10 YEARS OF PAIN
The last time I managed to sit through an entire episode of X-Factor must have been in 2004 when the first show graced our television sets, and from that point onwards, it was always a catalyst for division in my household. The men on one side, the women on the other; heated clashes regarding pop authenticity and legitimate talent versus honourable entertainment would reign over the dinner table like the ominous, all-consuming storm cloud of Syco.
For this writer, it’s experience that breeds true quality in music. The best song-writers and players have trawled through the shit, the gutter, the garbage and the mental disarray; they’ve put in their time, they’ve gone mad in the process, they’ve loved and they’ve failed and they’ve struggled: because they have to. Townes Van Zandt put it best, ‘you have to blow off your family. You have to blow off comfort. You have to blow off money.... You have to blow off your ego. You have to blow off everything except your guitar’, and that should be the epigram for bands everywhere with a hope of ‘making it’.
While talent shows started their light-hearted existence with a grin of glee and a group of gel-wearing hopefuls, clad in shellsuits and joy, they soon demised into a quick-fix, Wonga-loan solution to claim both fame and worth in the public eye and on the plinth of musical stardom – but, I soon discovered, quality in music is not what these people want, it’s a flash dance of escapism.
The lights are on the stage and the audience waits with bated breath as the obligatory overweight hopeful steps on the stage. Boasting the facial features of a gargoyle, the gnashers of a deep fried piranha and the personality of a stiff sock found under the bed of a teenage boy, this is the unassuming glory the audience loves, and two lines into bellowing out ‘Young’, a song by everyone’s favourite coke-pusher, Tulisa, he’s earned himself eight standing innovations before being branded ‘the real deal’. Apparently carrying a tune with the vaguest air of emotion is all it takes to get this crowd pissing on their seats like it’s 1963 all over again. But James Arthur plays a guitar, so not only is he the next Robbie Williams, he’s also the next Duane Allman.
Whenever the X-Factor arrives on TV, mass hysteria ensues and suddenly the people who have been buying Peter Andre records crawl out from their caverns and attempt to justify to the world why some Costa Coffee employee is the greatest undiscovered talent in Britain. They’re always humble and shy and quiet and cute, and then the second show airs, and they’re elevated numbskulls focused on solidifying their future place on next year’s Celebrity Big Brother. And everyone gets involved. Even reputable music hacks who have made a career out of dissecting the work of self-made artists will find some form of irony behind the pen as they tweet about their favourite contestants (note: you wouldn’t get this from an Uncut writer, so buy Uncut).
‘It’s just a bit of fun!’ the innocent cry, well some people’s idea of fun is fisting a nun in the back of a Fiesta; fun is subjective to the point that one man’s evening of entertainment is another’s nightmare (a night out in Portsmouth city centre, for example). While everyone becomes an immediate expert, music as a currency of experience and truth and free-reigning creativity becomes nearly worthless amidst this frenzy of hairspray and shocked cherub faces who claim G. Barlow is their hero, Sharon Osbourne is hot for a old dog and Louie Walsh once promised them a fiver if they didn’t tell their parents about the sleepover.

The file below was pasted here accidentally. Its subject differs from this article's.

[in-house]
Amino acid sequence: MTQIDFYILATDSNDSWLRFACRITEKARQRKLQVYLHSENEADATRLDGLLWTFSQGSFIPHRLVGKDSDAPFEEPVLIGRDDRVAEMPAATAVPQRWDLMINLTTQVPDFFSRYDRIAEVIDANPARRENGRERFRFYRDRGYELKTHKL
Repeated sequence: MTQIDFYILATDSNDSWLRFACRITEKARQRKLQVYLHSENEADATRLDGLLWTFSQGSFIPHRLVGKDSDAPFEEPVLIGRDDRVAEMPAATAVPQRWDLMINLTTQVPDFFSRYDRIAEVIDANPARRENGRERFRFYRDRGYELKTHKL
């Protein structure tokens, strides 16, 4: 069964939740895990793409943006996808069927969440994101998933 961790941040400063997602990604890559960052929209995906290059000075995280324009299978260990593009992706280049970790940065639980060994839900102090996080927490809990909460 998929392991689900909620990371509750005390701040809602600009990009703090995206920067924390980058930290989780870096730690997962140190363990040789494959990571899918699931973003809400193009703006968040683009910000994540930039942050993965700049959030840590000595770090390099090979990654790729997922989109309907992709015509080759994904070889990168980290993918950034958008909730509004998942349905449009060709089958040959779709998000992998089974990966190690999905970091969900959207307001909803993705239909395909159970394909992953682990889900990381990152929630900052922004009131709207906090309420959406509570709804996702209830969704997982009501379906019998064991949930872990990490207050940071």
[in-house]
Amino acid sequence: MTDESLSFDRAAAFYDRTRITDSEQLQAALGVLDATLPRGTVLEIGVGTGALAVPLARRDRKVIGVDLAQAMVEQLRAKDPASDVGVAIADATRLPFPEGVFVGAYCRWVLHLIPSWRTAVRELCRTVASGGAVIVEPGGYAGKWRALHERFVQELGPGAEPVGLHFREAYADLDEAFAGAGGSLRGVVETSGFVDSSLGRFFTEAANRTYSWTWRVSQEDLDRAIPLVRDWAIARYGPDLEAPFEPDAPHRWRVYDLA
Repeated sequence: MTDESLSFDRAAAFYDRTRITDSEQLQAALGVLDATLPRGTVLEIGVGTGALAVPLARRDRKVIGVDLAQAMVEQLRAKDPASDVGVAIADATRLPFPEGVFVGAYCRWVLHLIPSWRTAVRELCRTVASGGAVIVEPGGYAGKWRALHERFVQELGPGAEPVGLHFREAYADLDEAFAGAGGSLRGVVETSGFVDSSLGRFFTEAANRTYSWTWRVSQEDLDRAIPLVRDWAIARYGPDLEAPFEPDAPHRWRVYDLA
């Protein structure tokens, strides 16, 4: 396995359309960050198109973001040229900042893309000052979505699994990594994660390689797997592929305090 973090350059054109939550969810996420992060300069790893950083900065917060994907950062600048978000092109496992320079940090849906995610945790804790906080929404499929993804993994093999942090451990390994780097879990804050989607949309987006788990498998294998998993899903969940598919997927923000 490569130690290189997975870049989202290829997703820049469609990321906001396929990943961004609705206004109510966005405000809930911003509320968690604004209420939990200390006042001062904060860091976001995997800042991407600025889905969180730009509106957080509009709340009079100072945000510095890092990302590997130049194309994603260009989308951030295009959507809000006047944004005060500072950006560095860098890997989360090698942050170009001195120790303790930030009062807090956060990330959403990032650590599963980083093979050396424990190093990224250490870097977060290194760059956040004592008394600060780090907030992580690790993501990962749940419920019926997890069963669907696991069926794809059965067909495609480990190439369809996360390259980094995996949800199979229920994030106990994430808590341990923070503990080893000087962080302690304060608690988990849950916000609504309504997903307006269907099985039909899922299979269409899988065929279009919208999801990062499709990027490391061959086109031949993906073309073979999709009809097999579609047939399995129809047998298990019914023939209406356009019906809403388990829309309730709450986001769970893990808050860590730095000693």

Wonderful, isn’t it, how everyone suddenly knows what makes a star. Of course, there’s different types of ‘stars’. There’s the X Factor stars who graze the peripheral for a few weeks before being propelled into the realms of obscurity when their latest single hits number 623 in the charts. Then there are pop stars like One Direction (who came third on the program – an incredible exception), they’re the biggest band in the world now and fair play to them; I couldn’t name a song they’ve done but I don’t hold their success against them – I’m just not their audience, and I seriously doubt artistic integrity is their thing. Then there’s stars like Aretha Franklin and The Rolling Stones, who contestants will always claim to love and cherish; ‘I grew up on Bill Withers’ or ‘I remember my Dad playing Elvis and Dylan all the time and it just stuck with me’, the chaps from The House of Topman will recite when asked their pre-empted questions, but unlike their much adored legacy-baring rockers and pop heroes, they don’t want the work that goes with gigging and songwriting and picking out your own clothes and wiping your own arse, it’s too much trouble.
I’ve got an idea for a program, though: The Football Factor. The idea is that football hopefuls of all ages will come together to showcase their skills, tell stories of how their uncle died before they were born and their cat was recently diagnosed with bollock cancer; there’ll be various rounds to get to the final and the contestant who emerges victorious will be given a contract to play at a Premier League club. No? well you’re right, because you wouldn’t let a Sunday League player running with the professionals.
Then again, I don’t follow the charts; I’m not the target audience and I like to do my own leg work to uncover my own music. I want blood and sweat, I don’t want fake tans and choreographed farts, so maybe I should just avoid it all together…oh wait, I do…